Dec 17 2020
Ancient Egyptian mummies have many tales to tell, but unlocking their secrets without destroying delicate remains is challenging.
Now, researchers reporting in ACS' Analytical Chemistry have found a non-destructive way to analyze bitumen -- the compound that gives mummies their dark color -- in Ancient Egyptian embalming materials.
The method provides clues to the bitumen's geographic origin and, in one experiment, revealed that a mummy in a French museum could have been partially restored, likely by collectors.
The embalming material used by Ancient Egyptians was a complex mixture of natural compounds such as sugar gum, beeswax, fats, coniferous resins and variable amounts of bitumen.
Also known as asphalt or tar, bitumen is a black, highly viscous form of petroleum that arises primarily from fossilized algae and plants. Researchers have used various techniques to analyze Ancient Egyptian embalming materials, but they typically require preparation and separation steps that destroy the sample.
Charles Dutoit, Didier Gourier and colleagues wondered if they could use a non-destructive technique called electron paramagnetic resonance (EPR) to detect two components of bitumen formed during the decomposition of photosynthetic life: vanadyl porphyrins and carbonaceous radicals, which could provide information on the presence, origin and processing of bitumen in the embalming material.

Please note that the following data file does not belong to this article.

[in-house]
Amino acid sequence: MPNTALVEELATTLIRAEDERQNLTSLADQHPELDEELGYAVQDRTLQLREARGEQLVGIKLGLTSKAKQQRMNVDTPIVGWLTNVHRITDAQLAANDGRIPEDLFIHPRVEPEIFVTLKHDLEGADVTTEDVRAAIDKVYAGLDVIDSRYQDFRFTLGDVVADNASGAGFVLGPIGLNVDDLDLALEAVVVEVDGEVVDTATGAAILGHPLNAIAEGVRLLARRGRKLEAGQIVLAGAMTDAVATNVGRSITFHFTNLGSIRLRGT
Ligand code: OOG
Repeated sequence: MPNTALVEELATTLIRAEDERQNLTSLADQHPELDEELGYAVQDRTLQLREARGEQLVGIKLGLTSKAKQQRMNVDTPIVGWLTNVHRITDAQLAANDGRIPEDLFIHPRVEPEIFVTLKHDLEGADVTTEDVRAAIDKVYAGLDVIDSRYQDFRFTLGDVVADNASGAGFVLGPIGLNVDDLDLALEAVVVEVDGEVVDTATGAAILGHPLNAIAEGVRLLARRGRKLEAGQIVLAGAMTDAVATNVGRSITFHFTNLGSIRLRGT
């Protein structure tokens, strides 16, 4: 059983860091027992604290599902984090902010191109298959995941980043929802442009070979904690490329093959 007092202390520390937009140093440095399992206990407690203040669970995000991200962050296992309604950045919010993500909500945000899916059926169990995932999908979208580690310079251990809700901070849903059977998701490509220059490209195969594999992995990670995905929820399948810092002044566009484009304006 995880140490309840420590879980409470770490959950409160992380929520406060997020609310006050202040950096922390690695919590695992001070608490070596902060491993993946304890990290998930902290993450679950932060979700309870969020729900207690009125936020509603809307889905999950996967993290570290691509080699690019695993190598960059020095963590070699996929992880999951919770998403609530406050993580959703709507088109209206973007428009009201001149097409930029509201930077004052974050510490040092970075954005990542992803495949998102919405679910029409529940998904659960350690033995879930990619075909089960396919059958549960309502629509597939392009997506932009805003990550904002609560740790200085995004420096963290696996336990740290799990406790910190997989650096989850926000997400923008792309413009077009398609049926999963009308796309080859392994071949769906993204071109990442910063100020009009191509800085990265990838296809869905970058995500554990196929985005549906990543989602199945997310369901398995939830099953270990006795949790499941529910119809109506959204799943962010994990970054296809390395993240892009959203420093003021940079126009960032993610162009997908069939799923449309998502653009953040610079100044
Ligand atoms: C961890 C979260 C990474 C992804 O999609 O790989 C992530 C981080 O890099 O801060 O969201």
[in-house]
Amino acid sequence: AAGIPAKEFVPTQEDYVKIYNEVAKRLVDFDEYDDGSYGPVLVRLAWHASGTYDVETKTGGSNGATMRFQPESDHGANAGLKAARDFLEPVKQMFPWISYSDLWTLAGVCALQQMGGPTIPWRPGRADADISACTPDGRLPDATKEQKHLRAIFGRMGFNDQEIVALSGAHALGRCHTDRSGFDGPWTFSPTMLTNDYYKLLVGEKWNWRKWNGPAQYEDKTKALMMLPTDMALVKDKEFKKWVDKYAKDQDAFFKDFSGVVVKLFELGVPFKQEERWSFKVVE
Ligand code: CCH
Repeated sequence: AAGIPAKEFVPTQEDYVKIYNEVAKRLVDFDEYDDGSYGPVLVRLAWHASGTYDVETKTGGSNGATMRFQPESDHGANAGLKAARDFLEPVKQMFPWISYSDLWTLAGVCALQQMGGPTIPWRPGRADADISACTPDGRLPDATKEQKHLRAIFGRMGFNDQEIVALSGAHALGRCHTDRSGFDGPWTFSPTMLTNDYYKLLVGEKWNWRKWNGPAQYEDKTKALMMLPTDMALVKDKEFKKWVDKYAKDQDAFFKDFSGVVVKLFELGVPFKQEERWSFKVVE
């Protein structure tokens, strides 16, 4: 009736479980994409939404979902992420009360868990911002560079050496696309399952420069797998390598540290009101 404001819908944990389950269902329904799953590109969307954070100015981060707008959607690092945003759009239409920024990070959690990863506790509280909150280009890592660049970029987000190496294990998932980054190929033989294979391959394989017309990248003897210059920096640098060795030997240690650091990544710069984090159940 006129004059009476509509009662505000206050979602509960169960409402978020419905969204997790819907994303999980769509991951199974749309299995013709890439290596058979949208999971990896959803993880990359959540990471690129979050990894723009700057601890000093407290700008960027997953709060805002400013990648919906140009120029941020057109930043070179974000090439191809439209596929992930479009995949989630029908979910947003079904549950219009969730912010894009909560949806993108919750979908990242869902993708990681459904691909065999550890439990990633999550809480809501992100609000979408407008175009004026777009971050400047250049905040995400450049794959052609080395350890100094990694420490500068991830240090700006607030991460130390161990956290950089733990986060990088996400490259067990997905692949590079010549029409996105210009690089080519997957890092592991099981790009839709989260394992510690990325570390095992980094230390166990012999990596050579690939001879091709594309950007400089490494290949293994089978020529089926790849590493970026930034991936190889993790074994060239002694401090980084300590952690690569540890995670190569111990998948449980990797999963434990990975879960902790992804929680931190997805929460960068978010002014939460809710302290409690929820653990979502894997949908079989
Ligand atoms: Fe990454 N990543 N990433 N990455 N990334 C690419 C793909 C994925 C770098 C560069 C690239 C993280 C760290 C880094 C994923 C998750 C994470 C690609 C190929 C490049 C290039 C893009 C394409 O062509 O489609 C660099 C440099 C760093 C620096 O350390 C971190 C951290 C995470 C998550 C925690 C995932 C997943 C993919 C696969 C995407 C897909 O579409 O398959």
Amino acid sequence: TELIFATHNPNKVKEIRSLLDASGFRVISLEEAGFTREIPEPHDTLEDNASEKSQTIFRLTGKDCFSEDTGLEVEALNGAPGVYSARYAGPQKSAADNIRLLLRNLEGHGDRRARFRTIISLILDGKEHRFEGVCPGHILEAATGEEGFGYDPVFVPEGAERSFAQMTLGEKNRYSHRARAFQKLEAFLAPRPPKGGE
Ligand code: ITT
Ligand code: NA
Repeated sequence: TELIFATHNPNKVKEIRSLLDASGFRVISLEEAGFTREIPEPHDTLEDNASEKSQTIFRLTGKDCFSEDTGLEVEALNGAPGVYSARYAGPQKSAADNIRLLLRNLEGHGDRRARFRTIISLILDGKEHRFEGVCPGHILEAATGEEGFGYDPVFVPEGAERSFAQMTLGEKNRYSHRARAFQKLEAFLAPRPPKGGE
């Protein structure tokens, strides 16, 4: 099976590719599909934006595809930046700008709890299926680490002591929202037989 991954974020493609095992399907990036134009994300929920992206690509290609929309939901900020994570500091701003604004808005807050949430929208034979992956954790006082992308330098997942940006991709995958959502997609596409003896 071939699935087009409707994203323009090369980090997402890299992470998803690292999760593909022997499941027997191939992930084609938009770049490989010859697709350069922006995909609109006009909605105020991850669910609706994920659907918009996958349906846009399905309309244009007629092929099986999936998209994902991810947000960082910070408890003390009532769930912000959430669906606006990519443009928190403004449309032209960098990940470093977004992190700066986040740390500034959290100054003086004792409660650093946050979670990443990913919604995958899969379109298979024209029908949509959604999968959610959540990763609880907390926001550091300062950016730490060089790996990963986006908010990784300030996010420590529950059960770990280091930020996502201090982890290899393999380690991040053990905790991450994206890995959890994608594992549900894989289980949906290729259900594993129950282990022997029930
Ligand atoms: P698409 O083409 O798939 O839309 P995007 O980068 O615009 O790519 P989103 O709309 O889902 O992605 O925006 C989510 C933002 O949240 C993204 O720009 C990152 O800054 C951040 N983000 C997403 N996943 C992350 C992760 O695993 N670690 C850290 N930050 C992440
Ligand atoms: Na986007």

The researchers obtained samples of black matter from an Ancient Egyptian sarcophagus (or coffin), two human mummies and four animal mummies (all from 744-30 B.C.), which they analyzed by EPR and compared to reference bitumen samples.
The team discovered that the relative amounts of vanadyl compounds and carbonaceous radicals could differentiate between bitumen of marine origin (such as from the Dead Sea) and land-plant origin (from a tar pit).
Also, they detected vanadyl compounds that likely formed from reactions between the vanadyl porphyrins and other embalming components. Intriguingly, the black matter taken from a human mummy acquired by a French museum in 1837 didn't contain any of these compounds, and it was very rich in bitumen.
This mummy could have been partially restored with pure bitumen, probably by a private collector to fetch a higher price before the museum acquired it, the researchers say.
The authors acknowledge funding from Agence Nationale de la Recherche and the Centre de Recherche et de Restauration des Musées de France.
The abstract that accompanies this paper is available here.